The hotel lobby on the outskirts of Le Mans was busy with dealers who were regulars at the Deballage. Laetitia, the receptionist, handled their jocular high spirits with seasoned aplomb. The hotel restaurant was passable, and a dinner of steak frites, Tarte Normande and a glass of red wine worked restorative wonders.
Just before 8am next morning I had a rendezvous with Therese, my dealer friend from near Cherbourg. We embraced and caught up on a few months’ news. She said her preference was to start with the outside pitches as they were “plus spontané” than in the halls. The organiser of the Deballage, known for her no-nonsense approach, came on the loud speaker, reminding dealers not to start unloading until 8am sharp: “The first one who puts out anything before then, I will have him!” As the gates opened and buyers surged forward, Therese and I agreed to meet later for coffee, then both headed into the dazzling, frosty light to begin our buying.
I’d not been to Le Mans for a number of years but during that time I’d met many dealers from the other regions I’d travelled around. What a pleasure it was to bump into so many of them here. Christophe from the delightful shop in Bagnoles was there and I bought a large quantity of bar glasses from him. Lilianne and Christian were there, and said come and see us again soon. It was a good day.
A plane took off and flew overhead as I bought an oak stand fitted with a white ceramic water fountain and bowl. I would of course be collecting it later. Pointing up at the sky, the dealer joked that I should not forget that he was located beneath the plane. A large box of metal lilies on bamboo stems drew me over to a stand. They come from a convent, the dealer told me. I bought all of them and we agreed I would pick them up later.
As Therese and I met for coffee in the cavernous restaurant, someone tapped me on the shoulder. It was a dealer whose house I’d been to in the past and whose wife sold lovely linens. He said they did not have a pitch at the market this time but they had some sheets and napkins for me if I would like to meet them out in the car parking. Madame passed out bundles of linens from the van and her husband put them into bin bags for me. It was quickly done and everyone was happy.
The Deballage markets start promptly and end promptly at 13h. Madame the organiser came on the loudspeaker again to remind dealers they did not have the right to leave a moment before then. Further chastisements were brandished should anyone begin to think of doing so. Towards midday the rush of the morning calmed down and the business of collecting purchases began. I hired a large trolley that would carry everything in one go – a great improvement. The site was large and I had a fair bit to collect. The man with the metal lilies had packed everything up and gone for lunch his neighbour told me. I would have to go back later.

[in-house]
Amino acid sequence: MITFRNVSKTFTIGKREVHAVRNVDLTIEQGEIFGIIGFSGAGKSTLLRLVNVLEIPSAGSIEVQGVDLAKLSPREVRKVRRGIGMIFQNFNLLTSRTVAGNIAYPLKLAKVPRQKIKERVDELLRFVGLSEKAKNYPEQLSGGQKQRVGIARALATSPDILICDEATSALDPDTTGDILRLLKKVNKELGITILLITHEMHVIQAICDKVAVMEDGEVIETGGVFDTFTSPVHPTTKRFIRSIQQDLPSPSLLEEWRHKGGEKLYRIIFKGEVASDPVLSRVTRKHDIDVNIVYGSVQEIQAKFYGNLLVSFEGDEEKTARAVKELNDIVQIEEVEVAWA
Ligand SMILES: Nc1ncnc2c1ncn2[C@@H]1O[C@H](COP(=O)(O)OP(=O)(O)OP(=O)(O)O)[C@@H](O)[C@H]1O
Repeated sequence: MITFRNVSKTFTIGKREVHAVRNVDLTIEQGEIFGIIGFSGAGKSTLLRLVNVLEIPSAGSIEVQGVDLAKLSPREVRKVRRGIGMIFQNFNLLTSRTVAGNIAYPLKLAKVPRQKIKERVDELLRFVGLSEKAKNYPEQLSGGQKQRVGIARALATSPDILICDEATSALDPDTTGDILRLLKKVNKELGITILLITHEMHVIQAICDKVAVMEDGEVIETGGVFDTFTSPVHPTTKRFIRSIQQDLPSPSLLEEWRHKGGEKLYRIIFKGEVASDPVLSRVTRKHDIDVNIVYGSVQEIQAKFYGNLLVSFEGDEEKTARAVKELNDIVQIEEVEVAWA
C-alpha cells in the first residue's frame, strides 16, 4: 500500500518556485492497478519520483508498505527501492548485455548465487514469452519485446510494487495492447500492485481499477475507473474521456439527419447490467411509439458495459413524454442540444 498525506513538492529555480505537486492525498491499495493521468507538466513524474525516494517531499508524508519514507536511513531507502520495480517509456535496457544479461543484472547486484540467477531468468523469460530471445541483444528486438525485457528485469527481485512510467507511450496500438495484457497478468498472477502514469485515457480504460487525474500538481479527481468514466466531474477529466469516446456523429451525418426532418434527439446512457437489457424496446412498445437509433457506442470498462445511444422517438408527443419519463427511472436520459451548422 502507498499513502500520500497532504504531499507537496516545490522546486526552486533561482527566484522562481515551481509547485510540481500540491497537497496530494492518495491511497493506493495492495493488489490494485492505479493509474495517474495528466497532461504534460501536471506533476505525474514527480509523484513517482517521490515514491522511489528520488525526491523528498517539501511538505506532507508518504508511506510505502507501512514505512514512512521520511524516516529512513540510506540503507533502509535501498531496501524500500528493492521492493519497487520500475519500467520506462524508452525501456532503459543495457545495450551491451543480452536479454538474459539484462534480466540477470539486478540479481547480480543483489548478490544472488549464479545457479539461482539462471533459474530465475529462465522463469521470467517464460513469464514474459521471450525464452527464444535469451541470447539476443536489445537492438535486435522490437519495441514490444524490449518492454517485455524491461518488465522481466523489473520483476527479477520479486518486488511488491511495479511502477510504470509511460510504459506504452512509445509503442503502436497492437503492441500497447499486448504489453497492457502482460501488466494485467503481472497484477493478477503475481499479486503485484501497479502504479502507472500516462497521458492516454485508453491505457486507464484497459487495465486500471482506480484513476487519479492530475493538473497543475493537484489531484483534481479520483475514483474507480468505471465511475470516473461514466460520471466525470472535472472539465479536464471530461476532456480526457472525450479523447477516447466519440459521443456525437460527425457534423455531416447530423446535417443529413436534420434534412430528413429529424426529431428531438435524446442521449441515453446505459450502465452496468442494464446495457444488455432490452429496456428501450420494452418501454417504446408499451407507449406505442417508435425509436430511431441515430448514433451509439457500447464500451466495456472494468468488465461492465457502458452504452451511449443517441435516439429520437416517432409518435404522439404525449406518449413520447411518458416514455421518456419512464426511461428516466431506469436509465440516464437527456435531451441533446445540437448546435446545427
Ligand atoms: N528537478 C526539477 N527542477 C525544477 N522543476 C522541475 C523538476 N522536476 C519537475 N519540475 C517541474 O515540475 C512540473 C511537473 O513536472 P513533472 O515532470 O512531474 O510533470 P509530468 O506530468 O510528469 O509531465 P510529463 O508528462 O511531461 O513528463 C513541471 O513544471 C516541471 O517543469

I pushed the trolley from stand to stand, loading up chairs, pictures, a shelf unit, kitchen ware, more sheets, ceramics – but when I returned to the lily man with a full trolley I found only an empty pitch. My heart sank. It was the third time a dealer had disappeared on me! The organiser’s office gave me the dealer’s phone number and later that day I spoke to him. He was full of apologies – he had put my box in the van and forgotten about it. We arranged a rendezvous for the Deballage in March the following year. The lilies would be Easter Lilies not Christmas Lilies.
Then on up to Caen for the night ferry, with a stop in Sées. Repairs on the café hotel that had been gutted by fire were coming on well. New roof beams were in place and re-tiling had begun. As I stood looking across the square a man got out of his car, opened the boot, shouldered a hefty stuffed bull’s head with horns and walked into the building. Through the window of the Brocante in the main square I could see all sorts of enticing things, but the shop was shut and the dealer’s mobile was on answerphone. I would have to come back next trip!